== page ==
In this section we draw on country data on brand performance along with questions asked elsewhere in the survey about the types of news sources accessed online and offline.
We can see that in some countries like Finland and Denmark, traditional newspaper brands still dominate online news. In the UK and Brazil broadcast brands take the largest share, with newspapers playing a lesser role. By contrast, in Japan, Brazil, Australia, and the US there has been far more impact from digital-born players.
How newspaper brands are managing the transition to digital
Aggregators and new digital native news companies may be gaining ground but they still produce a very small proportion of original journalism. The majority of journalists are still employed by companies that built their reputation from newspapers, which is why there is so much concern about their long-term sustainability in a digital age.
Overall we find that three-quarters of our sample (74%) across all countries access a newspaper brand each week but in most countries the audience share coming from the online part of the operation grows every year.
Some countries like Finland have seen newspapers transferring a traditional strength in print to online usage. Two-thirds of our sample (64%) use these brands in both print and online, with a total reach of 93%. This is partly because Finland, as a small country, has been less disrupted by outside forces – protected by language and culture. But the position of newspapers in Australia, the United States, and Japan is very different.
Broadcasters online – a mixed picture
Across our sample we see that the vast majority (89%) are using a broadcaster brand via TV, radio, website, or app to access the news. But for these public service or commercial channels the main focus – and the main audience – remains with television and radio.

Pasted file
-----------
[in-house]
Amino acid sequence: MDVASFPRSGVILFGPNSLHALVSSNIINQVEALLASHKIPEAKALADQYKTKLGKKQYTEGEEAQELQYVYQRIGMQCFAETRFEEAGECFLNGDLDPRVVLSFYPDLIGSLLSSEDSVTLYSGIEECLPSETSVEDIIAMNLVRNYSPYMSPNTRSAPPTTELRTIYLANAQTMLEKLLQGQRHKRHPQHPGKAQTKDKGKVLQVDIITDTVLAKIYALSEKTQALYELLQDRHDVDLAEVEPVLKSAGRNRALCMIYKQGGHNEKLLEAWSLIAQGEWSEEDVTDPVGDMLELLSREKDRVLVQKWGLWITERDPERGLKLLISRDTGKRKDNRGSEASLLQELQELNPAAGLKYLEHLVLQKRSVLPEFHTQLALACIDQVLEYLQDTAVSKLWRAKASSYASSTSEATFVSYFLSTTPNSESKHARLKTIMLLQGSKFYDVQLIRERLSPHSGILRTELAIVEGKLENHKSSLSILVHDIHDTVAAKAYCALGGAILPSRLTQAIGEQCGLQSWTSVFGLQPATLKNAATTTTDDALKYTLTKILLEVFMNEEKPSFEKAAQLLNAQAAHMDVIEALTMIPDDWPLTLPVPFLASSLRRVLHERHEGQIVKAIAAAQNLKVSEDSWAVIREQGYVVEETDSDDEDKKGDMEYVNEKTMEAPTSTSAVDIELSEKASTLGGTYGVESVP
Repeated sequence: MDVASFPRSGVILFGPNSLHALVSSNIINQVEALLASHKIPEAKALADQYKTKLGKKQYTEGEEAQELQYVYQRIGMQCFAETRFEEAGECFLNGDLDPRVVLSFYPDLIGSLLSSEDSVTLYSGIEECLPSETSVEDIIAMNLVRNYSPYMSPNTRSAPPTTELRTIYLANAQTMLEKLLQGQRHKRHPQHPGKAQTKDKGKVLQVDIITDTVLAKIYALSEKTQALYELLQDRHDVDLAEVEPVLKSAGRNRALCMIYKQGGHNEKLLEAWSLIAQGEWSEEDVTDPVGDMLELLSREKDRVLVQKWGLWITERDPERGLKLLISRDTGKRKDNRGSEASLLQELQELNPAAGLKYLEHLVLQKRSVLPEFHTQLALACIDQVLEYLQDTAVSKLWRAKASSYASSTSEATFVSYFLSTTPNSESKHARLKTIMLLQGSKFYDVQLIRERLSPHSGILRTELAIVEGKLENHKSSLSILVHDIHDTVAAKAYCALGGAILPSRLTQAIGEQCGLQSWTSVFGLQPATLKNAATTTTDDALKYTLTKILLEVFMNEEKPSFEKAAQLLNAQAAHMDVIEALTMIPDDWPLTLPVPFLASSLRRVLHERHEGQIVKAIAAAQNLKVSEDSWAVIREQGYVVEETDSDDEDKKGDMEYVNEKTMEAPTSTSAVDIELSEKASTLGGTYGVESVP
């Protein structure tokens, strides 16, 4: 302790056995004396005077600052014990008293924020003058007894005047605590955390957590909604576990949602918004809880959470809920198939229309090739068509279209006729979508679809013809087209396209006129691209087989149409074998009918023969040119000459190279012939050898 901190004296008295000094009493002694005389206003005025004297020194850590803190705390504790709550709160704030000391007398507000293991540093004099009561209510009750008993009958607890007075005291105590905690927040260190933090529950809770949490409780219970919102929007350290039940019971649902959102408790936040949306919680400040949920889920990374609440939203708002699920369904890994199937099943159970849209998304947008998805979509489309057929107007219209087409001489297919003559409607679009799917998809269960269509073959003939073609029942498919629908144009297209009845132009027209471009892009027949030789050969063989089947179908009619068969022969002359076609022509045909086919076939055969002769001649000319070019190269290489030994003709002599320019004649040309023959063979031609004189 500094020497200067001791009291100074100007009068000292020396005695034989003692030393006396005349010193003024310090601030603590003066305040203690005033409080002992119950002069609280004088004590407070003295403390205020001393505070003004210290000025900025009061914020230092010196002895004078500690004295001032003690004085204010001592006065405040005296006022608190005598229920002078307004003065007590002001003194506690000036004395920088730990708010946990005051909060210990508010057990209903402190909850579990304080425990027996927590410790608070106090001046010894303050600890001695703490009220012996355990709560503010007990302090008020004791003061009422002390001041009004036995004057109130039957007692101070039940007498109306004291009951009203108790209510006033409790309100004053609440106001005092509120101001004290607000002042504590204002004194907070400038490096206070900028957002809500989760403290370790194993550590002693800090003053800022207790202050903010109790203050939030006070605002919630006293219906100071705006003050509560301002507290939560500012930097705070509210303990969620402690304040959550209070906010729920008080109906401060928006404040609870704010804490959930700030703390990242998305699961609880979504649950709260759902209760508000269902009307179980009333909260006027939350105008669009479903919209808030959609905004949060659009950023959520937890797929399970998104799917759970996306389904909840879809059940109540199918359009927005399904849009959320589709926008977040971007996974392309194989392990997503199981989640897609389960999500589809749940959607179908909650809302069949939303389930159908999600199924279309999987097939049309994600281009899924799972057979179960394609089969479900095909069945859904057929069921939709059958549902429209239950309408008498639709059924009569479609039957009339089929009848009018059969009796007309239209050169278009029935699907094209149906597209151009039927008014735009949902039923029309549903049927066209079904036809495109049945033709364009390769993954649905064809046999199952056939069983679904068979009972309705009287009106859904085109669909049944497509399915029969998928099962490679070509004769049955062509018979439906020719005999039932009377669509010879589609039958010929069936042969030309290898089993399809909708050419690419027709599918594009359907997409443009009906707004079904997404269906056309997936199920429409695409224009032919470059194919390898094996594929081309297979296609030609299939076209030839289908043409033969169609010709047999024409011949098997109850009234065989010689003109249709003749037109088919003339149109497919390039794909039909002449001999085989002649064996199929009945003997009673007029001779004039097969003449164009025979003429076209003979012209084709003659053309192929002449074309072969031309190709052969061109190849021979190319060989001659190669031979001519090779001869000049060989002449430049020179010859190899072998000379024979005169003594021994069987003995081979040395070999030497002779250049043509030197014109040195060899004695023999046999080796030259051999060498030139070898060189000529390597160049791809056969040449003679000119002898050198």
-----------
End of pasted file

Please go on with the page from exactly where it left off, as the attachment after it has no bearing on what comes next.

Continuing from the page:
Audience levels and business models around broadcast news have not been disrupted to the same extent as print. Indeed for most, online news has been an opportunity to extend services and overall reach by competing head to head with newspapers around text news.
Broadcaster reach by country – TV and radio vs online
The success of TV brands online has partly depended on the extent to which they have been able to compete directly with newspapers.
In Brazil, commercial Globo has invested heavily in its online services and is the largest and most successful brand at 25% share online. Public broadcasters in Finland, Denmark, and the UK have faced little restriction on their ability to leverage their considerable investments in journalism online. By contrast NHK in Japan, RAI in Italy, and public broadcasters in Germany and France have faced financial, political, or organisational constraints.
In all cases, the impact of greater competition online means that even the most successful broadcasters end up looking much smaller online. Here are a few examples.
Combined with data showing that online users continue to regularly access TV news (75%), radio news (37%), and print (41%), this shows that online is not replacing traditional media but is mainly being used as an additional layer extending choice and convenience.